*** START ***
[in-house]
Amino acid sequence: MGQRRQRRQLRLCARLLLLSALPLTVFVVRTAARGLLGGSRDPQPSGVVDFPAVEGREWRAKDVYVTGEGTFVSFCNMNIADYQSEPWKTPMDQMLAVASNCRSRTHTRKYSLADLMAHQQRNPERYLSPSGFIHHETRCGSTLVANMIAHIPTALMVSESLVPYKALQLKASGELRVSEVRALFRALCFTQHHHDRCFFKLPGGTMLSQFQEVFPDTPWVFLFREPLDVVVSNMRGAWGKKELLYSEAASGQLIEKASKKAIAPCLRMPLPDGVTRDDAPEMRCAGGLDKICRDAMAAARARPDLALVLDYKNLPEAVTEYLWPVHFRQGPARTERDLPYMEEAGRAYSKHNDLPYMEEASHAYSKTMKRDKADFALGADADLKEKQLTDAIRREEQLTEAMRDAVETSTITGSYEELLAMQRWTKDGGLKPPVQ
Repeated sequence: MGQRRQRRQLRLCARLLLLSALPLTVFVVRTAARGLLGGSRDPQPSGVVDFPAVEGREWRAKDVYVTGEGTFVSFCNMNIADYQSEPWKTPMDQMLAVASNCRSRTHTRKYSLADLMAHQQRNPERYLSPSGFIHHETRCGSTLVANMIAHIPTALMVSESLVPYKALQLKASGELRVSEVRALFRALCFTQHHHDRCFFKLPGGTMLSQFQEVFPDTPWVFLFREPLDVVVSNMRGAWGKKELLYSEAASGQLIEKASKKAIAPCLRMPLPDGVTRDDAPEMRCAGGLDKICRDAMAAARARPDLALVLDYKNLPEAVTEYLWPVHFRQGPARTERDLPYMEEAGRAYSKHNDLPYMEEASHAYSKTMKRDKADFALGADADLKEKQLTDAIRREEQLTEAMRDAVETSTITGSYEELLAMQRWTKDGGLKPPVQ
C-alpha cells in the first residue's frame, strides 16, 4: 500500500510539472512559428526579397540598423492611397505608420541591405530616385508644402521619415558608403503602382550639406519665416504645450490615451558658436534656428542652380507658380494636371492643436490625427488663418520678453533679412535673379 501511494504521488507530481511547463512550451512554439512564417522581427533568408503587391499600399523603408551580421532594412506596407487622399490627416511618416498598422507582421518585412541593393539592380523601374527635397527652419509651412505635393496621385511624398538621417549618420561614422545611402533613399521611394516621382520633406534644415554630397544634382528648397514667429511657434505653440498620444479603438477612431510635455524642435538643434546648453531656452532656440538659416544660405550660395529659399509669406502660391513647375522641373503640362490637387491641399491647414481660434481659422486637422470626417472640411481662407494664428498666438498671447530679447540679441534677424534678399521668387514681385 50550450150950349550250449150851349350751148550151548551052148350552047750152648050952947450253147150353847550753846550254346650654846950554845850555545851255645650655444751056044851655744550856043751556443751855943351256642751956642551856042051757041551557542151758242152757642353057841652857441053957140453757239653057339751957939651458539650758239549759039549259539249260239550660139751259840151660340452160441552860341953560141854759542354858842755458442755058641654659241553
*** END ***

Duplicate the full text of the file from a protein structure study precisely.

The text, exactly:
[in-house]
Amino acid sequence: MGQRRQRRQLRLCARLLLLSALPLTVFVVRTAARGLLGGSRDPQPSGVVDFPAVEGREWRAKDVYVTGEGTFVSFCNMNIADYQSEPWKTPMDQMLAVASNCRSRTHTRKYSLADLMAHQQRNPERYLSPSGFIHHETRCGSTLVANMIAHIPTALMVSESLVPYKALQLKASGELRVSEVRALFRALCFTQHHHDRCFFKLPGGTMLSQFQEVFPDTPWVFLFREPLDVVVSNMRGAWGKKELLYSEAASGQLIEKASKKAIAPCLRMPLPDGVTRDDAPEMRCAGGLDKICRDAMAAARARPDLALVLDYKNLPEAVTEYLWPVHFRQGPARTERDLPYMEEAGRAYSKHNDLPYMEEASHAYSKTMKRDKADFALGADADLKEKQLTDAIRREEQLTEAMRDAVETSTITGSYEELLAMQRWTKDGGLKPPVQ
Repeated sequence: MGQRRQRRQLRLCARLLLLSALPLTVFVVRTAARGLLGGSRDPQPSGVVDFPAVEGREWRAKDVYVTGEGTFVSFCNMNIADYQSEPWKTPMDQMLAVASNCRSRTHTRKYSLADLMAHQQRNPERYLSPSGFIHHETRCGSTLVANMIAHIPTALMVSESLVPYKALQLKASGELRVSEVRALFRALCFTQHHHDRCFFKLPGGTMLSQFQEVFPDTPWVFLFREPLDVVVSNMRGAWGKKELLYSEAASGQLIEKASKKAIAPCLRMPLPDGVTRDDAPEMRCAGGLDKICRDAMAAARARPDLALVLDYKNLPEAVTEYLWPVHFRQGPARTERDLPYMEEAGRAYSKHNDLPYMEEASHAYSKTMKRDKADFALGADADLKEKQLTDAIRREEQLTEAMRDAVETSTITGSYEELLAMQRWTKDGGLKPPVQ
C-alpha cells in the first residue's frame, strides 16, 4: 500500500510539472512559428526579397540598423492611397505608420541591405530616385508644402521619415558608403503602382550639406519665416504645450490615451558658436534656428542652380507658380494636371492643436490625427488663418520678453533679412535673379 501511494504521488507530481511547463512550451512554439512564417522581427533568408503587391499600399523603408551580421532594412506596407487622399490627416511618416498598422507582421518585412541593393539592380523601374527635397527652419509651412505635393496621385511624398538621417549618420561614422545611402533613399521611394516621382520633406534644415554630397544634382528648397514667429511657434505653440498620444479603438477612431510635455524642435538643434546648453531656452532656440538659416544660405550660395529659399509669406502660391513647375522641373503640362490637387491641399491647414481660434481659422486637422470626417472640411481662407494664428498666438498671447530679447540679441534677424534678399521668387514681385 50550450150950349550250449150851349350751148550151548551052148350552047750152648050952947450253147150353847550753846550254346650654846950554845850555545851255645650655444751056044851655744550856043751556443751855943351256642751956642551856042051757041551557542151758242152757642353057841652857441053957140453757239653057339751957939651458539650758239549759039549259539249260239550660139751259840151660340452160441552860341953560141854759542354858842755458442755058641654659241553